Is Monica from Friends a style icon? I don’t think so – Zella Compton

Courteney Cox attends the Chanel Dinner. Picture: Rich Fury/Getty Images
Courteney Cox attends the Chanel Dinner. Picture: Rich Fury/Getty Images
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Seemingly, Monica from Friends is set to become the next big style icon.

When I read this, I was confused as I had absolutely no idea what style Monica had. I obsessed over the new episodes of Friends as they came out, making sure I was at home to catch them – how times have changed – and then enjoyed them on repeat.

They’ve been on a constant loop throughout my children’s teenage years, which is standard early evening fare on most channels.

And yet, given that I must be on my 30th viewing, I still have no idea what Monica wears. Bland perhaps, or just normal?

Looks like I’m going to have to endure a 31st showing to get to the bottom of it all.

Why does the BGT camera focus more on the audience?

Is it time to rename Britain’s Got Talent to People Watching a Talent Show?

Surely I am not the only person to be totally ticked off with endless shots of the crowd and judge’s reactions? Who cares?

When the performance is on, I am far more interested in seeing what’s on stage, rather than witnessing someone else whispering to their mate.

It’s as if the producers have tried to mash Gogglebox into the show in a misguided attempt to be everything to everyone.

Seriously, stop. Let’s watch the talent that Britain does – or doesn’t have – and leave it to the weeping families to have their private moments of pride or shame, whatever.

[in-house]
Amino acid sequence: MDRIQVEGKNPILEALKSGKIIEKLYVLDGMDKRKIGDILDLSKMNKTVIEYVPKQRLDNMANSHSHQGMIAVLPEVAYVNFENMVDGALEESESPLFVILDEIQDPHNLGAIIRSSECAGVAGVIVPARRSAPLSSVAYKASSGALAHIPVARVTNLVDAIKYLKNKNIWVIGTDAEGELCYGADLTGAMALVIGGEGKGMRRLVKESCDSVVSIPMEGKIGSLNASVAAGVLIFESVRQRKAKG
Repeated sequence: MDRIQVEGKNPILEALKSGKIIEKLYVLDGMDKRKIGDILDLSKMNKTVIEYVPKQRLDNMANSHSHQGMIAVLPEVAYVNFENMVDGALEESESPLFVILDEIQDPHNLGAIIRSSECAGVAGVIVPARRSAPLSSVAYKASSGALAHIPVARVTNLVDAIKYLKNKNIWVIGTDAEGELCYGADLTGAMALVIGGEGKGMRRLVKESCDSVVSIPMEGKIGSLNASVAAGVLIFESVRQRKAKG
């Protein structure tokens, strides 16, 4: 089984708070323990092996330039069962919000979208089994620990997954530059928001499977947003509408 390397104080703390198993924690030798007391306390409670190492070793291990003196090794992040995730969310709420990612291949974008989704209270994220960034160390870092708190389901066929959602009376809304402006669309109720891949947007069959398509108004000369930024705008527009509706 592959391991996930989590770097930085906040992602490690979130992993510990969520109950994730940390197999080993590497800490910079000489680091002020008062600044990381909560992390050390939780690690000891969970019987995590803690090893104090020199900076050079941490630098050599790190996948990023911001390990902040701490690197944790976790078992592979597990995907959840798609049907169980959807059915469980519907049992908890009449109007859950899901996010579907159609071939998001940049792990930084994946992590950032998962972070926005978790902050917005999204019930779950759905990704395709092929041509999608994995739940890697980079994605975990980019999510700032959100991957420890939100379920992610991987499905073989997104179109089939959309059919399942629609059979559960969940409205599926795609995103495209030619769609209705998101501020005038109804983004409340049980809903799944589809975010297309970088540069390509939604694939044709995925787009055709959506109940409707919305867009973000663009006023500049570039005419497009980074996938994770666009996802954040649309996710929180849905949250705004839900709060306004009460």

Change your password or deal with the consequences

I was horrified the other night to hear a voicemail from a hotel telling me I was going to be charged for the room I’d booked but hadn’t checked into.

It was one of those moments where my truly British essence kicked in as I scurried to get my diary, thinking I’d better make sure that I wasn’t due in said destination.

As you never know, I might have inadvertently forgotten an overnight engagement I’d made years before.

Obviously I hadn’t. 

The message declared a sum of over £300 would be charged and could I ring back immediately to let them know what time I would be arriving – this was at about 10pm.

Then the next phase of worry set-in.

What if this was one of those scams where you’re asked to ring a phone number only to be charged squillions of pounds for it? Obviously I had to spend a bit of time searching for the number online to check its authenticity.

I found the number, the hotel and a linked booking website. And then I remembered. 

I’d had an email from that website two days before warning me I needed to update my password. 

I hadn’t because I thought it was a scam. Foolish me. 

Off I went to do that, wondering when I’d ever created an account to discover that I had in 2015.

Dormant for four years, it’d been hacked into and a room booked in my name.

The hotel was pretty peeved when I got up the courage to call and tell them they’d been hacked. They’d realised anyway as the credit card details they’d received from Booking.com were out of date.

Phew for me.

But when I contacted the website to let them know what had happened, their answer was that someone with the same name as me might have accidentally used the same phone number as me to make the booking.

That’s apparently more likely than the hacking they’d warned me of a few days before.

What a joke. 

Except when your credit card details are involved, it’s not very funny at all.